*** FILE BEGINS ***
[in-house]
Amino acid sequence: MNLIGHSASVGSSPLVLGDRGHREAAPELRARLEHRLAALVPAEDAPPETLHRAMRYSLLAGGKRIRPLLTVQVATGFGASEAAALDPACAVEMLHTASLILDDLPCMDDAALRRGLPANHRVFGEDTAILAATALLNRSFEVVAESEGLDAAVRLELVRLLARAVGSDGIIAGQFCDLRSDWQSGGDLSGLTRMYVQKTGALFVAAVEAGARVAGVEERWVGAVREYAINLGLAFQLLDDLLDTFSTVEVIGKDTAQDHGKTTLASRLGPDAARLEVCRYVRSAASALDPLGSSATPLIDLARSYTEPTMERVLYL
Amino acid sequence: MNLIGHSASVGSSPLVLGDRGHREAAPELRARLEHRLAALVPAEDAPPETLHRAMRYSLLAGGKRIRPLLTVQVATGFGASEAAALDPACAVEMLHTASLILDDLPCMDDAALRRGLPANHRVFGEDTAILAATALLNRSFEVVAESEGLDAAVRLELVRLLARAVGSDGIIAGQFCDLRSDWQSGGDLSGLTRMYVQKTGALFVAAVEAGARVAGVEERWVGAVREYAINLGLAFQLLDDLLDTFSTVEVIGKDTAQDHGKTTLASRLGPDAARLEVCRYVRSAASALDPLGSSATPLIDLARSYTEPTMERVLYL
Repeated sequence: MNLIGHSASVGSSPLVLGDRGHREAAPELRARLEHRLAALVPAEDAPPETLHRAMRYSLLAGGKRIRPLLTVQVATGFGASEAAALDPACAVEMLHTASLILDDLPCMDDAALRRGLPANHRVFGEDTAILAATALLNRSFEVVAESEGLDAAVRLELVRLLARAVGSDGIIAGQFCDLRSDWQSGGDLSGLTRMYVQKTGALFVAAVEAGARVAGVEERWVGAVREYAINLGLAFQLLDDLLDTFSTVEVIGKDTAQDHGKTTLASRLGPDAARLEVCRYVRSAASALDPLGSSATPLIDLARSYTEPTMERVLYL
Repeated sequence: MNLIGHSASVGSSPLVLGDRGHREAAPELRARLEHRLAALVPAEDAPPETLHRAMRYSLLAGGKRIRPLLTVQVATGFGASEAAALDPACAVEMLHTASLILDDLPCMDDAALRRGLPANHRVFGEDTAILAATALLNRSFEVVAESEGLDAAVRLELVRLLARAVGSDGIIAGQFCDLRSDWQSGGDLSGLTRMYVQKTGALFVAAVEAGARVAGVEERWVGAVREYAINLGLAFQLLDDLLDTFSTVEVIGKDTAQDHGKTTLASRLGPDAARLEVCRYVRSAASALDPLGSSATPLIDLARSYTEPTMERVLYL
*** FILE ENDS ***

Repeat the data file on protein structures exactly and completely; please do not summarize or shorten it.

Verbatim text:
[in-house]
Amino acid sequence: MNLIGHSASVGSSPLVLGDRGHREAAPELRARLEHRLAALVPAEDAPPETLHRAMRYSLLAGGKRIRPLLTVQVATGFGASEAAALDPACAVEMLHTASLILDDLPCMDDAALRRGLPANHRVFGEDTAILAATALLNRSFEVVAESEGLDAAVRLELVRLLARAVGSDGIIAGQFCDLRSDWQSGGDLSGLTRMYVQKTGALFVAAVEAGARVAGVEERWVGAVREYAINLGLAFQLLDDLLDTFSTVEVIGKDTAQDHGKTTLASRLGPDAARLEVCRYVRSAASALDPLGSSATPLIDLARSYTEPTMERVLYL
Amino acid sequence: MNLIGHSASVGSSPLVLGDRGHREAAPELRARLEHRLAALVPAEDAPPETLHRAMRYSLLAGGKRIRPLLTVQVATGFGASEAAALDPACAVEMLHTASLILDDLPCMDDAALRRGLPANHRVFGEDTAILAATALLNRSFEVVAESEGLDAAVRLELVRLLARAVGSDGIIAGQFCDLRSDWQSGGDLSGLTRMYVQKTGALFVAAVEAGARVAGVEERWVGAVREYAINLGLAFQLLDDLLDTFSTVEVIGKDTAQDHGKTTLASRLGPDAARLEVCRYVRSAASALDPLGSSATPLIDLARSYTEPTMERVLYL
Repeated sequence: MNLIGHSASVGSSPLVLGDRGHREAAPELRARLEHRLAALVPAEDAPPETLHRAMRYSLLAGGKRIRPLLTVQVATGFGASEAAALDPACAVEMLHTASLILDDLPCMDDAALRRGLPANHRVFGEDTAILAATALLNRSFEVVAESEGLDAAVRLELVRLLARAVGSDGIIAGQFCDLRSDWQSGGDLSGLTRMYVQKTGALFVAAVEAGARVAGVEERWVGAVREYAINLGLAFQLLDDLLDTFSTVEVIGKDTAQDHGKTTLASRLGPDAARLEVCRYVRSAASALDPLGSSATPLIDLARSYTEPTMERVLYL
Repeated sequence: MNLIGHSASVGSSPLVLGDRGHREAAPELRARLEHRLAALVPAEDAPPETLHRAMRYSLLAGGKRIRPLLTVQVATGFGASEAAALDPACAVEMLHTASLILDDLPCMDDAALRRGLPANHRVFGEDTAILAATALLNRSFEVVAESEGLDAAVRLELVRLLARAVGSDGIIAGQFCDLRSDWQSGGDLSGLTRMYVQKTGALFVAAVEAGARVAGVEERWVGAVREYAINLGLAFQLLDDLLDTFSTVEVIGKDTAQDHGKTTLASRLGPDAARLEVCRYVRSAASALDPLGSSATPLIDLARSYTEPTMERVLYL